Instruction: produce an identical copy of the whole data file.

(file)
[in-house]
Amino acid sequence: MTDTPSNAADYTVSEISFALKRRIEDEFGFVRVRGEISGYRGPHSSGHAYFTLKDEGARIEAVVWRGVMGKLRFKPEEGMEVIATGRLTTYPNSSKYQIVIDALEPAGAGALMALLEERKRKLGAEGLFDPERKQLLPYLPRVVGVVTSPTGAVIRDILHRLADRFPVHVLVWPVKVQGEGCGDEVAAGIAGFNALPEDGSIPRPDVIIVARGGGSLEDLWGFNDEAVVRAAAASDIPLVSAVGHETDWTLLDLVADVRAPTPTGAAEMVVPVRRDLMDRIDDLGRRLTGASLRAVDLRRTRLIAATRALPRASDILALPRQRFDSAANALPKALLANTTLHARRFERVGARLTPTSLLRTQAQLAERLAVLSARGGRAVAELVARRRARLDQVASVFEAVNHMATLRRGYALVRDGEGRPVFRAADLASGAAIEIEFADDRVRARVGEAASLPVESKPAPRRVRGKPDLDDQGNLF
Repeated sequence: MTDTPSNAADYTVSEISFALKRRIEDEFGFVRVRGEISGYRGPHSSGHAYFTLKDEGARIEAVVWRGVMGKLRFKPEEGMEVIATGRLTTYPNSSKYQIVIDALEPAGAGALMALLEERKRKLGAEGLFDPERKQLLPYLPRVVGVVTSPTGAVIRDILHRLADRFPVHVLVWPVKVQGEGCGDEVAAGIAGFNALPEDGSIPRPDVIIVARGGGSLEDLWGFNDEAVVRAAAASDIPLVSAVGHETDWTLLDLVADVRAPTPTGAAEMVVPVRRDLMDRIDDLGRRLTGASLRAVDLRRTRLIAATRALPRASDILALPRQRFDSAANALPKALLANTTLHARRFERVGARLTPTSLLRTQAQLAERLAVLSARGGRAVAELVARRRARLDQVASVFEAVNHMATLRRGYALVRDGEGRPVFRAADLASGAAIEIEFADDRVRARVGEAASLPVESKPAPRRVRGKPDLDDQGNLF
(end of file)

[in-house]
Amino acid sequence: MTDTPSNAADYTVSEISFALKRRIEDEFGFVRVRGEISGYRGPHSSGHAYFTLKDEGARIEAVVWRGVMGKLRFKPEEGMEVIATGRLTTYPNSSKYQIVIDALEPAGAGALMALLEERKRKLGAEGLFDPERKQLLPYLPRVVGVVTSPTGAVIRDILHRLADRFPVHVLVWPVKVQGEGCGDEVAAGIAGFNALPEDGSIPRPDVIIVARGGGSLEDLWGFNDEAVVRAAAASDIPLVSAVGHETDWTLLDLVADVRAPTPTGAAEMVVPVRRDLMDRIDDLGRRLTGASLRAVDLRRTRLIAATRALPRASDILALPRQRFDSAANALPKALLANTTLHARRFERVGARLTPTSLLRTQAQLAERLAVLSARGGRAVAELVARRRARLDQVASVFEAVNHMATLRRGYALVRDGEGRPVFRAADLASGAAIEIEFADDRVRARVGEAASLPVESKPAPRRVRGKPDLDDQGNLF
Repeated sequence: MTDTPSNAADYTVSEISFALKRRIEDEFGFVRVRGEISGYRGPHSSGHAYFTLKDEGARIEAVVWRGVMGKLRFKPEEGMEVIATGRLTTYPNSSKYQIVIDALEPAGAGALMALLEERKRKLGAEGLFDPERKQLLPYLPRVVGVVTSPTGAVIRDILHRLADRFPVHVLVWPVKVQGEGCGDEVAAGIAGFNALPEDGSIPRPDVIIVARGGGSLEDLWGFNDEAVVRAAAASDIPLVSAVGHETDWTLLDLVADVRAPTPTGAAEMVVPVRRDLMDRIDDLGRRLTGASLRAVDLRRTRLIAATRALPRASDILALPRQRFDSAANALPKALLANTTLHARRFERVGARLTPTSLLRTQAQLAERLAVLSARGGRAVAELVARRRARLDQVASVFEAVNHMATLRRGYALVRDGEGRPVFRAADLASGAAIEIEFADDRVRARVGEAASLPVESKPAPRRVRGKPDLDDQGNLF